Subsequently, the Council/Forum at its twenty-first session, urged “Governments to take steps to enhance access to environmental information held by public authorities and to encourage participation by all relevant sectors of society in the decision-making process in environmental matters, in accordance with relevant legislation or arrangements, bearing in mind the crucial role which it plays in institution-building for environmental protection and sustainable development”. The Governing Council continued to urge “Governments to take measures to establish, where appropriate, at the national and regional levels, judicial and/or administrative procedures for legal redress and remedy for actions effecting the environment that may be unlawful or infringe on rights under the law”.
At the request of the Council/Forum the UNEP secretariat has conducted two studies relating to the implementation of the three elements in Principle 10. The first, a report on models of national legislation, policy and guidelines in the Africa, Asia and Pacific and Latin American and Caribbean region, produced pursuant to decision 20/4, covered mainly legal instruments at the national level. The second study, produced pursuant to decision 21/24, covered international legal instruments reflecting provisions contained in Principle 10 and analysed their actual coverage of the principle. The study was presented at the seventh special session of Council/Forum, in 2002.
The third Programme for the Development and Periodic Review of Environmental Law for the First Decade of the Twenty-first Century (Montevideo Programme III), adopted at the twenty-first session of the Council/Forum, incorporated work to promote access to information, public participation and access to justice in programme area 3. Prevention and mitigation of environmental damage and in programme area 7. Public participation and access to information respectively.
When the Executive Director reported on the implementation of Montevideo Programme III to the Council/Forum at its twenty-second session, he, in the light of the organization’s experience with undertaking activities aimed at promoting Principle 10 stated: It is clear that it must now press forward in developing further ways and means of enhancing the application of principle 10 as a tool for improving and strengthening environmental governance. As envisaged in the Montevideo Programme III, a process might be initiated to investigate the need for and the feasibility of a new international instrument on access to information, public participation in processes leading to decision-making and access to judicial and administrative proceedings relating to environmental matters. The immediate results of such a process could be a set of non-binding global guidelines on access to information, public participation in decision-making and access to justice in environmental matters to further strengthen the institutional framework for environmental management. This process might require intergovernmental consultations convened under the auspices of UNEP.”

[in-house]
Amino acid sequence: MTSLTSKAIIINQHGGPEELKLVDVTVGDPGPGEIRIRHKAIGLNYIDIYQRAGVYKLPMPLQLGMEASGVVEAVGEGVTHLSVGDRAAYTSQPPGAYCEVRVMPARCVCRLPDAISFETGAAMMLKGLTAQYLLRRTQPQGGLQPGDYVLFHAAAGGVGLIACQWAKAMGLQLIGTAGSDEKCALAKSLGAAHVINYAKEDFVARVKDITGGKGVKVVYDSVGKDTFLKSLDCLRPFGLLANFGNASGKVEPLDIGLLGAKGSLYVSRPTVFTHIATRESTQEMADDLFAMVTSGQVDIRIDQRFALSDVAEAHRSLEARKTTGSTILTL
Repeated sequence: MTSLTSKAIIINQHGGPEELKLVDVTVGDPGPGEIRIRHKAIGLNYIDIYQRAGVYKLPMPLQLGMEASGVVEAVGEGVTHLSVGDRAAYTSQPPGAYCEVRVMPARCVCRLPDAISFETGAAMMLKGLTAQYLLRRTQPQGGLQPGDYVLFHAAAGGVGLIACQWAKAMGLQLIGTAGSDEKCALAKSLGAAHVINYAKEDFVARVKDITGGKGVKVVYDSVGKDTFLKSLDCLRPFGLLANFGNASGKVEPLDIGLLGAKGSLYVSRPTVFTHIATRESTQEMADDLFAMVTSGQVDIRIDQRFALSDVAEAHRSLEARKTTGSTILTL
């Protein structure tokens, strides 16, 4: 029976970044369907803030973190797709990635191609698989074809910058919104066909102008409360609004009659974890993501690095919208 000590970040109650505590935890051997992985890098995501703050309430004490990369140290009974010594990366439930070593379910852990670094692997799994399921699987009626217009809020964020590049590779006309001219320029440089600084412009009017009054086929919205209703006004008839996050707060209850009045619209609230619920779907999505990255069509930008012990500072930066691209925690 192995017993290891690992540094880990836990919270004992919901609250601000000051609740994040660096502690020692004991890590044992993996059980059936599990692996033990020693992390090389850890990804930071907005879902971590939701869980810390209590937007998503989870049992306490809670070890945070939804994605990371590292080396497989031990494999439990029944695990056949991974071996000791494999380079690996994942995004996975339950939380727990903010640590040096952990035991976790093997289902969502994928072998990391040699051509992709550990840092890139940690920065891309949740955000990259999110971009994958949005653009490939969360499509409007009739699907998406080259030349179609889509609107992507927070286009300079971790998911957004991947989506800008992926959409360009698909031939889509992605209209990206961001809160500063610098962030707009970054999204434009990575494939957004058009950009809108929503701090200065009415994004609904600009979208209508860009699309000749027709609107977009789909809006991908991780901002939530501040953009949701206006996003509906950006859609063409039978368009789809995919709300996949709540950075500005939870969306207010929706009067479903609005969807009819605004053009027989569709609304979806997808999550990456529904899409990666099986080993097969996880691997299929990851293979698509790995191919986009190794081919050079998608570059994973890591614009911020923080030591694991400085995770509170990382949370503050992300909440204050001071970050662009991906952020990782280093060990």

The Governing Council requested the Executive Director “to assess the possibility of promoting, at the national and international levels, the application of principle 10 of the Rio Declaration on Environment and Development and determine, inter alia, if there is value in initiating an intergovernmental process for the preparation of global guidelines on the application of principle 10”. The Governing Council also invited Governments and relevant intergovernmental and civil society organizations to participate actively in the process, and requested the Executive Director to submit a report to the Governing Council at its twenty-third session on the progress made in the preparation of the guidelines.